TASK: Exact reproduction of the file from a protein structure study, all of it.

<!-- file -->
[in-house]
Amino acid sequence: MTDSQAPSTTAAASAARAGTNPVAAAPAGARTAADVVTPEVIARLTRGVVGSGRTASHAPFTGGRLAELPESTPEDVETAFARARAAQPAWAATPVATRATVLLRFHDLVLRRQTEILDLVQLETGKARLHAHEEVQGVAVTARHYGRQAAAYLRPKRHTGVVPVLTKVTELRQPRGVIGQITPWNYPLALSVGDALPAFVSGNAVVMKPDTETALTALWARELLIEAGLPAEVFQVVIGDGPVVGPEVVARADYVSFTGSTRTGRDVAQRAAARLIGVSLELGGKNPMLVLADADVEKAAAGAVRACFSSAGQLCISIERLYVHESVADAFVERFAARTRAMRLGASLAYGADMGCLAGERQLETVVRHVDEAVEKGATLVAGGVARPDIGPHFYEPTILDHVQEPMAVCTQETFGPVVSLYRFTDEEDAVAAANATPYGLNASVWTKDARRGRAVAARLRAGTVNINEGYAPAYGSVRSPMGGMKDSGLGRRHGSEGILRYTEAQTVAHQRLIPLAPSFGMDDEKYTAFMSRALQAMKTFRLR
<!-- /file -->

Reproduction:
[in-house]
Amino acid sequence: MTDSQAPSTTAAASAARAGTNPVAAAPAGARTAADVVTPEVIARLTRGVVGSGRTASHAPFTGGRLAELPESTPEDVETAFARARAAQPAWAATPVATRATVLLRFHDLVLRRQTEILDLVQLETGKARLHAHEEVQGVAVTARHYGRQAAAYLRPKRHTGVVPVLTKVTELRQPRGVIGQITPWNYPLALSVGDALPAFVSGNAVVMKPDTETALTALWARELLIEAGLPAEVFQVVIGDGPVVGPEVVARADYVSFTGSTRTGRDVAQRAAARLIGVSLELGGKNPMLVLADADVEKAAAGAVRACFSSAGQLCISIERLYVHESVADAFVERFAARTRAMRLGASLAYGADMGCLAGERQLETVVRHVDEAVEKGATLVAGGVARPDIGPHFYEPTILDHVQEPMAVCTQETFGPVVSLYRFTDEEDAVAAANATPYGLNASVWTKDARRGRAVAARLRAGTVNINEGYAPAYGSVRSPMGGMKDSGLGRRHGSEGILRYTEAQTVAHQRLIPLAPSFGMDDEKYTAFMSRALQAMKTFRLR